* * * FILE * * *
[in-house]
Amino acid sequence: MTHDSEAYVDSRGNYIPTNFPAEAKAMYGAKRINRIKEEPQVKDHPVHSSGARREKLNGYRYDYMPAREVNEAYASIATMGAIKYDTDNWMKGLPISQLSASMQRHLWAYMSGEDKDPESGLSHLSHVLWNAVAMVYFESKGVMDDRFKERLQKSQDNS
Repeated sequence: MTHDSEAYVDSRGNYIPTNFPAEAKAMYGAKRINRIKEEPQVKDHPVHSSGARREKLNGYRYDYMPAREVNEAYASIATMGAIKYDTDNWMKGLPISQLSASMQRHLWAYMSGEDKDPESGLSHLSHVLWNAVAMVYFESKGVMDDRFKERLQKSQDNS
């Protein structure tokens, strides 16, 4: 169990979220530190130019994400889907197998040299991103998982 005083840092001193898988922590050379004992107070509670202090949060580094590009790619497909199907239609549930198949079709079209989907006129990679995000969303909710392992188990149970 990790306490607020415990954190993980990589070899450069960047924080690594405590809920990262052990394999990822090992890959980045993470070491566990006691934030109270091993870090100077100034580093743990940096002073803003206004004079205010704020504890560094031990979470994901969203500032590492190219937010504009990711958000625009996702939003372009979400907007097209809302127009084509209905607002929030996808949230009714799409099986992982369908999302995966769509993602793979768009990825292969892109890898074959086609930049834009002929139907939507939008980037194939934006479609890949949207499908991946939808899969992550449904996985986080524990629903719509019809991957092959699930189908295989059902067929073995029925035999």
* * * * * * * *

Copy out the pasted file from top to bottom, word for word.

[in-house]
Amino acid sequence: MTHDSEAYVDSRGNYIPTNFPAEAKAMYGAKRINRIKEEPQVKDHPVHSSGARREKLNGYRYDYMPAREVNEAYASIATMGAIKYDTDNWMKGLPISQLSASMQRHLWAYMSGEDKDPESGLSHLSHVLWNAVAMVYFESKGVMDDRFKERLQKSQDNS
Repeated sequence: MTHDSEAYVDSRGNYIPTNFPAEAKAMYGAKRINRIKEEPQVKDHPVHSSGARREKLNGYRYDYMPAREVNEAYASIATMGAIKYDTDNWMKGLPISQLSASMQRHLWAYMSGEDKDPESGLSHLSHVLWNAVAMVYFESKGVMDDRFKERLQKSQDNS
């Protein structure tokens, strides 16, 4: 169990979220530190130019994400889907197998040299991103998982 005083840092001193898988922590050379004992107070509670202090949060580094590009790619497909199907239609549930198949079709079209989907006129990679995000969303909710392992188990149970 990790306490607020415990954190993980990589070899450069960047924080690594405590809920990262052990394999990822090992890959980045993470070491566990006691934030109270091993870090100077100034580093743990940096002073803003206004004079205010704020504890560094031990979470994901969203500032590492190219937010504009990711958000625009996702939003372009979400907007097209809302127009084509209905607002929030996808949230009714799409099986992982369908999302995966769509993602793979768009990825292969892109890898074959086609930049834009002929139907939507939008980037194939934006479609890949949207499908991946939808899969992550449904996985986080524990629903719509019809991957092959699930189908295989059902067929073995029925035999």